During the long hikes recounted in The Dying Fish, I encountered strange creatures from time to time, always when I was least expecting it. Normally though, I just saw signs that they were present, such as tracks crossing my own path. But always they were there, just beyond the ring of campfire light, watching me as I watched the shadows between the trees.
The great temperate Allegheny forest of the Keystone State is on the rise, moving steadily in the direction of pre-Columbian old growth. And along with this trend has come a few creatures hunted and trapped to extinction, or nearly so, by about 1900. I learn more and more about these creatures and hope to see them one day. We’ve certainly crossed paths in the night.
The first I’ll mention is the mink. This one I have encountered here in Pennsylvania and elsewhere too but it’s always a treat. They either disappear immediately or they come over and investigate you, dodging around and under rocks and logs. Mink at times seem almost tame or seem that they haven’t seen humans before.
This brings us to the fisher, a secretive creature I’ve never seen in Pennsylvania or elsewhere. Sometimes called “fisher cat,” this predator would probably never be described as tame. Typically, fishers eschew all human contact only emerging from the deepest woods to eat roadkill at night or stalk squirrels around the fringes of our parks. I snowshoed in to a deep woods old growth tract once in the state’s northern tier and tracked it for a while through blow-downs and deep snow only to give up and go home.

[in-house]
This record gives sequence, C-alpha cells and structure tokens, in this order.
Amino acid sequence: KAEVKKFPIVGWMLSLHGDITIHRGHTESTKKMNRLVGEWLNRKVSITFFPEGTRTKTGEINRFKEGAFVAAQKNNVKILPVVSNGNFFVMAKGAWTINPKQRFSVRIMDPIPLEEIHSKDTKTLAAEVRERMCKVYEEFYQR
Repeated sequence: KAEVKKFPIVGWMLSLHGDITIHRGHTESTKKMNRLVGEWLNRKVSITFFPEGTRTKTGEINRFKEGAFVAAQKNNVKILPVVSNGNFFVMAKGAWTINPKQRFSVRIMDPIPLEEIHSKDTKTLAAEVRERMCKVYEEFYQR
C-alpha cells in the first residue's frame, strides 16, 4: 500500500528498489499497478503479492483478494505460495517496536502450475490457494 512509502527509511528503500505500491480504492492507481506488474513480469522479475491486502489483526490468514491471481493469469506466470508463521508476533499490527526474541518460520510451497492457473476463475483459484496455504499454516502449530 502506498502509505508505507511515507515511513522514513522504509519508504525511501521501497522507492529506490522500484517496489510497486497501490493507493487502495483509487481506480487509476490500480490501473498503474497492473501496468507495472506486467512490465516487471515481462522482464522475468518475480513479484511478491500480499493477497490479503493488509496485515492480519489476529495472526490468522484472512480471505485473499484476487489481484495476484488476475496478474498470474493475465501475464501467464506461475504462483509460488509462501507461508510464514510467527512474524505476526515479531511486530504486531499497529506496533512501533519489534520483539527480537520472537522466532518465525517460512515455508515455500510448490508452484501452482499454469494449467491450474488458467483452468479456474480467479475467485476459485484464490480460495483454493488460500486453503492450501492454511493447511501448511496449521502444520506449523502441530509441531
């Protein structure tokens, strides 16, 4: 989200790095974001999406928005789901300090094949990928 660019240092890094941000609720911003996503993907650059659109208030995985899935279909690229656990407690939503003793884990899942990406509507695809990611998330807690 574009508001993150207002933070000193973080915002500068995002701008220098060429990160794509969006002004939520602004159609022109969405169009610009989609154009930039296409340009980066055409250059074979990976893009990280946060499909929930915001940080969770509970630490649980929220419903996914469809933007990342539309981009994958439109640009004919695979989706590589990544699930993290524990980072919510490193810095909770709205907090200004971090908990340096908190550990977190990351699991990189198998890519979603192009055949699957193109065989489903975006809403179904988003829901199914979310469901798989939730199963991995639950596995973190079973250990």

And while we’re on the subject of weasels, there’s the river otter, a species which has flourished in our waters in recent years, spreading through virtually the entire state. Still, though, I haven’t seen one. I always feel I’m close, I spot mussel shells and suspicious streambank slides but the otters have moved on by the time my kayak pulls into view.
Then there’s the bobcat, another resident of the state who lives perpetually in the shadows. Bears should probably be mentioned as well. For most of us a bear sighting is a rare treat though it’s certainly possible to spend years in the woods without sighting one. On the other end of the size spectrum, flying squirrels are always present, yet seldom seen. And on the outer fringes of possibility, there’s a cat much larger than the bobcat rumored to haunt Penn’s Woods.
If all the animals were as half-tame as whitetail deer, I think the wilderness would lose much of its wonder and mystery.
I’d like to see the fisher and the otter too but they shouldn’t give themselves up too easily.